EMBL Hamburg Biological
Small Angle Scattering

X-ray scattering – the basics

Manfred Roessle

Luebeck University of Applied Sciences, Germany

Scattering on macromolecules is a standard technique for non or less ordered systems, such as particles in solution, gels, lipid layers and fibers. The basic physical principle of the scattering process is common in all these materials, however the information content of the recorded scattering data is different. In small angle X-ray scattering (SAXS) scattering intensities a very small angle of a few degrees are recorded and a resolution of ~1 nm can be achieved. In biological solution SAXS determines the structure of macromolecules (e.g. proteins) in terms of average particle size and shape. Information about the overall protein envelope, the folding state and the protein volume can be analyzed already directly from the initial scattering data. SAXS stations at synchrotrons are the most powerful devices for scattering experiments, although X-ray tube based devices are advancing and comparable results to synchrotron data are obtained.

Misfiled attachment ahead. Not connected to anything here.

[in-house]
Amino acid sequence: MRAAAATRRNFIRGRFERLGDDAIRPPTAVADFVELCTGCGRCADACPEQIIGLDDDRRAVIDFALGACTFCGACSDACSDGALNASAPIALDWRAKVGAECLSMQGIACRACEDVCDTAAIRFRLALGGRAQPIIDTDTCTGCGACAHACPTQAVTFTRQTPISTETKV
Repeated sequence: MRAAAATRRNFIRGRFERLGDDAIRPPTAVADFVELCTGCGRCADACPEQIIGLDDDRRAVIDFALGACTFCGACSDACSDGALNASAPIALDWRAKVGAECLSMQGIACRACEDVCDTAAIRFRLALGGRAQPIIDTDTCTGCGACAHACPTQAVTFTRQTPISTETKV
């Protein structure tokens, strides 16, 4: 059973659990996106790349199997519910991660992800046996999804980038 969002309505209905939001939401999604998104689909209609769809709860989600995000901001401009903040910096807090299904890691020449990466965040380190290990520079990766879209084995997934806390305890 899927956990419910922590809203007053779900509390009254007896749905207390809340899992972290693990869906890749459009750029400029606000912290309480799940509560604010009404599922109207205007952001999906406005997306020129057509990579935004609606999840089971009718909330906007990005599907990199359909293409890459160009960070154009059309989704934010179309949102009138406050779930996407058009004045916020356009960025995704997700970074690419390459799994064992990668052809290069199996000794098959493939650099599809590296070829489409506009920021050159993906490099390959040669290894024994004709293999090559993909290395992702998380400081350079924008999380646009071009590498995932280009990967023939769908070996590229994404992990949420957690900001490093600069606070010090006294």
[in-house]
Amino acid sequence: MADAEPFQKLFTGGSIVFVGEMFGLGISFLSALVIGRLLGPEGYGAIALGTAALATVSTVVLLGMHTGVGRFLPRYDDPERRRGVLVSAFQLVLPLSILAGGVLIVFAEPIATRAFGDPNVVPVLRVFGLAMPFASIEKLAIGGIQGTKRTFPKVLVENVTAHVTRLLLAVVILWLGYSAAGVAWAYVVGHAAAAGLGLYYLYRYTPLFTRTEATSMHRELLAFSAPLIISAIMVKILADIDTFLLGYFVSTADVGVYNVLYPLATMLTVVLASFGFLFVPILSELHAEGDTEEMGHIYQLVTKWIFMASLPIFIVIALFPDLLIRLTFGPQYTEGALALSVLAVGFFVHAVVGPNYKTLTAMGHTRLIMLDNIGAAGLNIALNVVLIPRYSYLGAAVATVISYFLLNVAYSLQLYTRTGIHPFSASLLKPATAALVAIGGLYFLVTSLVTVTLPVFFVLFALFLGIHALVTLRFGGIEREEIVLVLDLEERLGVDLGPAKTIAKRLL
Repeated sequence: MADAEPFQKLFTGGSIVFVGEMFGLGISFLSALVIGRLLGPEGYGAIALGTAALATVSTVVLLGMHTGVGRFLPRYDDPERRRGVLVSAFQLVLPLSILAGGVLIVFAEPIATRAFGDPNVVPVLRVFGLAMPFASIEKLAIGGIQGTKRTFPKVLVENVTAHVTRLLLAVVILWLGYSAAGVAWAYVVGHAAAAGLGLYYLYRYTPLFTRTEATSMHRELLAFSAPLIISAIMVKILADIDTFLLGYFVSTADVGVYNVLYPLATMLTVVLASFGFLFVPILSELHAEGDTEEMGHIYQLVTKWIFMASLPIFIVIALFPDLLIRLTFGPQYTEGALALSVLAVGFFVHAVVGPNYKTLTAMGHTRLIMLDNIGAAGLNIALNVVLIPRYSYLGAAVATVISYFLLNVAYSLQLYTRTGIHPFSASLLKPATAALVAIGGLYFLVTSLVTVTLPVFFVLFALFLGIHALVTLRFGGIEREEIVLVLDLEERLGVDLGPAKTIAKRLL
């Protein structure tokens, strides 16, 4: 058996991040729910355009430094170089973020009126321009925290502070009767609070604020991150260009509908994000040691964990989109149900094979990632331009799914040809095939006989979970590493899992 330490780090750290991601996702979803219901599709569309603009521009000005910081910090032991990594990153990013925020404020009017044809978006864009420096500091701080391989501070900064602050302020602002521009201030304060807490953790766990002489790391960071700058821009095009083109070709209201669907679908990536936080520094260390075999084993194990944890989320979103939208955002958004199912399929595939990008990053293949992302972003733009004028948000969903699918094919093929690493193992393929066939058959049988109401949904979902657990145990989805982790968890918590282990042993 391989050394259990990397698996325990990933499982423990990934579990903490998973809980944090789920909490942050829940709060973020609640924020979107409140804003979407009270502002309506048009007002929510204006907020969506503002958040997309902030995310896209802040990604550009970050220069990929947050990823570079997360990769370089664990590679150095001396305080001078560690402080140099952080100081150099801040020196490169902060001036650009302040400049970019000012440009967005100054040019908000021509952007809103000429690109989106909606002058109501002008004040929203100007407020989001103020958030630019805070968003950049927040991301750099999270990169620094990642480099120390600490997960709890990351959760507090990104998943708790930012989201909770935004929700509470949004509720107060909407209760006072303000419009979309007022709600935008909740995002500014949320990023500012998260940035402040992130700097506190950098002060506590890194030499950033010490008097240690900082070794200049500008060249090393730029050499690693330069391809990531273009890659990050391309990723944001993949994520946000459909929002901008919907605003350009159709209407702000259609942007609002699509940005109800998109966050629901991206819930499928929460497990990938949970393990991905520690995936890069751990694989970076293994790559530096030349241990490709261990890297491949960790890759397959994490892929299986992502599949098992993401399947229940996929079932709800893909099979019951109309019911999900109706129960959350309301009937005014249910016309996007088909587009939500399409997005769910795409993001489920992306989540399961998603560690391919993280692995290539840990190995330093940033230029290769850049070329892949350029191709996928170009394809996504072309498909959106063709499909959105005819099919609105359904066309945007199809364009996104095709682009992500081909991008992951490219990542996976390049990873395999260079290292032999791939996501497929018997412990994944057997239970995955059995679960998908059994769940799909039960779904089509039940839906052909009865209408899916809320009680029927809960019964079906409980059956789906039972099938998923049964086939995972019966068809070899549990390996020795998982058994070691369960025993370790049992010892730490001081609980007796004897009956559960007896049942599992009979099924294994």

In this lecture the scattering process of X-rays on atoms is discussed. The focus will be on the special case of particles in solution, but biological systems such as lipids are presented as well. The technical aspects of X-ray production and X-ray optics will be introduced, explaining the devices and parts of a SAXS station. SAXS on X-ray tube-based lab sources are presented as an option. The basics of standard X-ray data recording are discussed.

Date/time: Wednesday, 17 October 2012, 9:30

  Last modified: October 8, 2012

© BioSAXS group 2012